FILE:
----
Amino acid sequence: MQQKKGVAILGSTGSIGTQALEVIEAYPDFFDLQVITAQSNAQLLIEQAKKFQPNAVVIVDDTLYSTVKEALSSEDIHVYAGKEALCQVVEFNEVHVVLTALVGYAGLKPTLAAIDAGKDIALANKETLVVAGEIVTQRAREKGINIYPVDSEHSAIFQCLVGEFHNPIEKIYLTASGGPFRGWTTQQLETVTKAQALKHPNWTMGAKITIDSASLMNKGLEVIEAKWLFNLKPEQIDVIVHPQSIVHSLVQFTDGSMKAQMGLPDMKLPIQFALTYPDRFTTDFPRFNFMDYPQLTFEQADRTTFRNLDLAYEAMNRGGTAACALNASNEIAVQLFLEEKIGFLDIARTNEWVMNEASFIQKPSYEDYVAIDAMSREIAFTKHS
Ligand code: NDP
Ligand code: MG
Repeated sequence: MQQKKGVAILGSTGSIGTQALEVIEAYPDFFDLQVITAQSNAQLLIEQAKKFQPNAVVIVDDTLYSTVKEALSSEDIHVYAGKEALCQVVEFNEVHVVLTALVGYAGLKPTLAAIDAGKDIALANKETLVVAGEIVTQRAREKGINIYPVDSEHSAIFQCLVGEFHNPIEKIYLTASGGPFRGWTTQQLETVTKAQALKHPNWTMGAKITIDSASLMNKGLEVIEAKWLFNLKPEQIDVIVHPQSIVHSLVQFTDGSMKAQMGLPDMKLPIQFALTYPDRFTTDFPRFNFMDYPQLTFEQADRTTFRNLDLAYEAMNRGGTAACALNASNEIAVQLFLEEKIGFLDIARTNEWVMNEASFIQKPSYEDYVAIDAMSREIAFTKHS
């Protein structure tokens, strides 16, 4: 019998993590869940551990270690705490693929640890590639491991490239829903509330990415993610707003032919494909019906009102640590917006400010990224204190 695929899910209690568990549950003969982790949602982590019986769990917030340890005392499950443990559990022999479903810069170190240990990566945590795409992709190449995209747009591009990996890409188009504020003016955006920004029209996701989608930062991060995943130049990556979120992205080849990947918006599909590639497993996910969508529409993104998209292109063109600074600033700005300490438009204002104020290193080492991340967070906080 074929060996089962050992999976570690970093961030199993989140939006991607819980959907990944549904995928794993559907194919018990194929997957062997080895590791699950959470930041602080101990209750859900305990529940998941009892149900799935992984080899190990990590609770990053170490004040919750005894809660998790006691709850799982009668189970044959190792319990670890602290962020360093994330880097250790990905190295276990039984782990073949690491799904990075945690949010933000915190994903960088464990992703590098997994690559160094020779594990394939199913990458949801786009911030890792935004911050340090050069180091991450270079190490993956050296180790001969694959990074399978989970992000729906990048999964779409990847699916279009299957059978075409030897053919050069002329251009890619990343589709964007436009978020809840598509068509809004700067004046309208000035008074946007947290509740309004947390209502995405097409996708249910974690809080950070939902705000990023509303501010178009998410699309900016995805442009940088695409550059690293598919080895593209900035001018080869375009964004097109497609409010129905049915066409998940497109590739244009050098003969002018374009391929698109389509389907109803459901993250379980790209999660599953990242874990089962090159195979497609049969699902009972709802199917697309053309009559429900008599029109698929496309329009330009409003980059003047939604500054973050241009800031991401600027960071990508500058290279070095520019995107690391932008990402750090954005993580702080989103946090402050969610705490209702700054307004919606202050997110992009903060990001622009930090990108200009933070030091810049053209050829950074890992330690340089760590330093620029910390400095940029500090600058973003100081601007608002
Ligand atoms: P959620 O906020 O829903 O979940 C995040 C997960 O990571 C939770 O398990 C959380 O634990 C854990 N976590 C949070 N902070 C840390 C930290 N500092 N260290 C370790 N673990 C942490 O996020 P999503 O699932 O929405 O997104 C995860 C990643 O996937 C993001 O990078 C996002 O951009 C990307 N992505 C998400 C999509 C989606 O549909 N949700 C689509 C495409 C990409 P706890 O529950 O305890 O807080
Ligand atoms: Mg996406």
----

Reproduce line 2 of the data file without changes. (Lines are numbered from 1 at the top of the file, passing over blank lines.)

Ligand code: NDP